I couldn’t do it.
One woman said she had only her car left and slept in that.
Another young lad said he had managed to get into a disused garage for awhile and slept reasonably well.
Several men, individually, and at various times, slept in our church porch.
Homelessness – we don’t have it in our town – that is official.
So to raise awareness and money for a social centre four of us from our office took up the challenge to sleep rough for one night.
One night. 8:30pm – 6:30am
We’d eaten before we gathered. We had a roll mat and a sleeping bag each. We were lucky that it wasn’t very cold and that the rain didn’t blow into the porch. We had a key to go to a loo (washroom) if necessary. We had a torch and some bottled water. We laughed and chatted and philosophised about the ways of the world. And then lay down to sleep.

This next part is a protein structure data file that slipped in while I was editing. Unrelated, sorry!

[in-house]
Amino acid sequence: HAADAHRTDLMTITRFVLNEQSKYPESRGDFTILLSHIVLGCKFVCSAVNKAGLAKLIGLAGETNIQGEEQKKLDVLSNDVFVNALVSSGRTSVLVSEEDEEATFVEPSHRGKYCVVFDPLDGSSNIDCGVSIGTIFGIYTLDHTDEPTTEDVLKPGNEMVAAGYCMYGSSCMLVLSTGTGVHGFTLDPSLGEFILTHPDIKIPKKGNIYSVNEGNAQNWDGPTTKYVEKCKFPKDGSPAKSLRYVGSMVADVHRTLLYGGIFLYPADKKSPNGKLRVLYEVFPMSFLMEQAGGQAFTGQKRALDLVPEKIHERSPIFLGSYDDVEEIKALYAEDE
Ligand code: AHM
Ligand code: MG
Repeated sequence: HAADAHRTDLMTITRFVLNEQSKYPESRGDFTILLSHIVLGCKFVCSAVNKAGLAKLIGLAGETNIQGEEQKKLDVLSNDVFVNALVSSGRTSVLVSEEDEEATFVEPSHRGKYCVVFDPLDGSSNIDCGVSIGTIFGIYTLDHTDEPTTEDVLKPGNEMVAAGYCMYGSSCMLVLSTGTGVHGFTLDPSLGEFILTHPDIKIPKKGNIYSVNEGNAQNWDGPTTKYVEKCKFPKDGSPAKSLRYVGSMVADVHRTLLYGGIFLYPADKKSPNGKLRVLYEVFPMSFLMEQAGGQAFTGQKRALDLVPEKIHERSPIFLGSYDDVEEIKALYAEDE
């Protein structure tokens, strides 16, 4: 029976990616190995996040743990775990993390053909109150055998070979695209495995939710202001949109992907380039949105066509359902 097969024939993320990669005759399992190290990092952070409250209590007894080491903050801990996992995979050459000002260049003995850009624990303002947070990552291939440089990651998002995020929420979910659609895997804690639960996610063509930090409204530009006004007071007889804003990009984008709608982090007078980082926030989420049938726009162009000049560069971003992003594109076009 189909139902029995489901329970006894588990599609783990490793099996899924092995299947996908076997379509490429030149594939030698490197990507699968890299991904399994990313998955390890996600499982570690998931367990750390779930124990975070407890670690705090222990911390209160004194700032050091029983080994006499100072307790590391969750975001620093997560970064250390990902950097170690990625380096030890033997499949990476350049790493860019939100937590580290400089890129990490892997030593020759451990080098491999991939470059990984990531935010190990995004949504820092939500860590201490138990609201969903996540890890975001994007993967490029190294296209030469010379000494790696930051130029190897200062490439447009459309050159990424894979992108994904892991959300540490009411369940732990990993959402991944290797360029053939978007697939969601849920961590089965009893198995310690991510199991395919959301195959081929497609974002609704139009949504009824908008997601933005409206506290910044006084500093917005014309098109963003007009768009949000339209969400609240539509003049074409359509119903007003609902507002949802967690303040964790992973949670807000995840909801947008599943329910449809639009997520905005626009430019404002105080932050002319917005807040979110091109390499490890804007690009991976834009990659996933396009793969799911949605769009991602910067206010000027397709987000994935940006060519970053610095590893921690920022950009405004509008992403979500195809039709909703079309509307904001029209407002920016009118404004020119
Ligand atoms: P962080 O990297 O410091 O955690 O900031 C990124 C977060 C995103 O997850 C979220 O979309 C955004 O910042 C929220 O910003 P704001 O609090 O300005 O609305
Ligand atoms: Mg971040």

Every nerve was strained hearing people on the street, drunk or otherwise, would they pass by or investigate? Would someone want this porch?
Church bells rang out every hour, very clearly, from further down in town.
Heavy trucks absolutely shattered the silence and made the buildings tremble on a regular basis from 2:30am until 5:30am.
Every time I felt myself maybe drifting off to sleep a noise alerted me to the idea that something may happen.
I realised in the morning – 6:00am – I had “slept” with my glasses on.
I have managed without money and food, electricity and water for short times in my life, especially when abroad, but I have always had somewhere safe to sleep.
Dare I even start to say I can empathise with those who are homeless in our town? Even if we don’t have any – and that is official.